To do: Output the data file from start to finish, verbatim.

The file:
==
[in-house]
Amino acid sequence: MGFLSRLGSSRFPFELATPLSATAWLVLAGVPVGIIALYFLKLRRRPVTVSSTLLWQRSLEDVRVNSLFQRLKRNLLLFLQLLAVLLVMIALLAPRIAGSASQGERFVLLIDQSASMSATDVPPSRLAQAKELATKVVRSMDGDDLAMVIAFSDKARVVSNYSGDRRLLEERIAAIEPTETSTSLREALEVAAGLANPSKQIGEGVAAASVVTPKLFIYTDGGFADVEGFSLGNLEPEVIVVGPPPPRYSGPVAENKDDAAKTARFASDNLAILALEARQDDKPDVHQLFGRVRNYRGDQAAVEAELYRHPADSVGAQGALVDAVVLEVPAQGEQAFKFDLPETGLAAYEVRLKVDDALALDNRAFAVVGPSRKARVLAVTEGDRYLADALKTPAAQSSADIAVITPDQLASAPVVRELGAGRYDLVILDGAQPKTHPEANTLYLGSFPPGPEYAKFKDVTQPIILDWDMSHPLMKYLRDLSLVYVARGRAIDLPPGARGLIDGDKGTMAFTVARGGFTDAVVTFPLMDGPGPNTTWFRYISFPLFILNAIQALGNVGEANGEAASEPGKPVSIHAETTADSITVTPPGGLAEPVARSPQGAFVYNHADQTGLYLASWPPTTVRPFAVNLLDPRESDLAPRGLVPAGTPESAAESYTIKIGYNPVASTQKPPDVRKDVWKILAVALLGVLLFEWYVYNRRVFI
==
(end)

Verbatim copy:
[in-house]
Amino acid sequence: MGFLSRLGSSRFPFELATPLSATAWLVLAGVPVGIIALYFLKLRRRPVTVSSTLLWQRSLEDVRVNSLFQRLKRNLLLFLQLLAVLLVMIALLAPRIAGSASQGERFVLLIDQSASMSATDVPPSRLAQAKELATKVVRSMDGDDLAMVIAFSDKARVVSNYSGDRRLLEERIAAIEPTETSTSLREALEVAAGLANPSKQIGEGVAAASVVTPKLFIYTDGGFADVEGFSLGNLEPEVIVVGPPPPRYSGPVAENKDDAAKTARFASDNLAILALEARQDDKPDVHQLFGRVRNYRGDQAAVEAELYRHPADSVGAQGALVDAVVLEVPAQGEQAFKFDLPETGLAAYEVRLKVDDALALDNRAFAVVGPSRKARVLAVTEGDRYLADALKTPAAQSSADIAVITPDQLASAPVVRELGAGRYDLVILDGAQPKTHPEANTLYLGSFPPGPEYAKFKDVTQPIILDWDMSHPLMKYLRDLSLVYVARGRAIDLPPGARGLIDGDKGTMAFTVARGGFTDAVVTFPLMDGPGPNTTWFRYISFPLFILNAIQALGNVGEANGEAASEPGKPVSIHAETTADSITVTPPGGLAEPVARSPQGAFVYNHADQTGLYLASWPPTTVRPFAVNLLDPRESDLAPRGLVPAGTPESAAESYTIKIGYNPVASTQKPPDVRKDVWKILAVALLGVLLFEWYVYNRRVFI